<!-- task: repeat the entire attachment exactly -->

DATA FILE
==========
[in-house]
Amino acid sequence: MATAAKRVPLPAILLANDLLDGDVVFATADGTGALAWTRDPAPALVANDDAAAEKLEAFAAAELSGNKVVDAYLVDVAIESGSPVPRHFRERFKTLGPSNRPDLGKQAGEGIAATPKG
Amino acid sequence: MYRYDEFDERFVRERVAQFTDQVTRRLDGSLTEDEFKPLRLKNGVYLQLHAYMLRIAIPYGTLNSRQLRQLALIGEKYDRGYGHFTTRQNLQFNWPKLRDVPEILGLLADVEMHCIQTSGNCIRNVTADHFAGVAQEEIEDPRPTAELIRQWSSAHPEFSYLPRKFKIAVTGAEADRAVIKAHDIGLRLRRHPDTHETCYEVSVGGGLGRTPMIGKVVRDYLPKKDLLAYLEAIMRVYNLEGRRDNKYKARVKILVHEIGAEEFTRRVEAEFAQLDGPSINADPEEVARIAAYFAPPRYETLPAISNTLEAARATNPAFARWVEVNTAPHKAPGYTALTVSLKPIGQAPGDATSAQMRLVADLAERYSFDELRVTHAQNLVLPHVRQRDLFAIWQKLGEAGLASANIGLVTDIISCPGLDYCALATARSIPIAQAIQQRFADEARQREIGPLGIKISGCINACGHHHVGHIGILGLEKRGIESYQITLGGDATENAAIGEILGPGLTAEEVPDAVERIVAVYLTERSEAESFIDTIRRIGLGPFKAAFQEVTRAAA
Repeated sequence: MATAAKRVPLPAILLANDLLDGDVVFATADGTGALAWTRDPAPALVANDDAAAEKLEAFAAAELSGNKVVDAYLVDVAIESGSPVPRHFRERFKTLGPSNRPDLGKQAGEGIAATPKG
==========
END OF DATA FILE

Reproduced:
[in-house]
Amino acid sequence: MATAAKRVPLPAILLANDLLDGDVVFATADGTGALAWTRDPAPALVANDDAAAEKLEAFAAAELSGNKVVDAYLVDVAIESGSPVPRHFRERFKTLGPSNRPDLGKQAGEGIAATPKG
Amino acid sequence: MYRYDEFDERFVRERVAQFTDQVTRRLDGSLTEDEFKPLRLKNGVYLQLHAYMLRIAIPYGTLNSRQLRQLALIGEKYDRGYGHFTTRQNLQFNWPKLRDVPEILGLLADVEMHCIQTSGNCIRNVTADHFAGVAQEEIEDPRPTAELIRQWSSAHPEFSYLPRKFKIAVTGAEADRAVIKAHDIGLRLRRHPDTHETCYEVSVGGGLGRTPMIGKVVRDYLPKKDLLAYLEAIMRVYNLEGRRDNKYKARVKILVHEIGAEEFTRRVEAEFAQLDGPSINADPEEVARIAAYFAPPRYETLPAISNTLEAARATNPAFARWVEVNTAPHKAPGYTALTVSLKPIGQAPGDATSAQMRLVADLAERYSFDELRVTHAQNLVLPHVRQRDLFAIWQKLGEAGLASANIGLVTDIISCPGLDYCALATARSIPIAQAIQQRFADEARQREIGPLGIKISGCINACGHHHVGHIGILGLEKRGIESYQITLGGDATENAAIGEILGPGLTAEEVPDAVERIVAVYLTERSEAESFIDTIRRIGLGPFKAAFQEVTRAAA
Repeated sequence: MATAAKRVPLPAILLANDLLDGDVVFATADGTGALAWTRDPAPALVANDDAAAEKLEAFAAAELSGNKVVDAYLVDVAIESGSPVPRHFRERFKTLGPSNRPDLGKQAGEGIAATPKG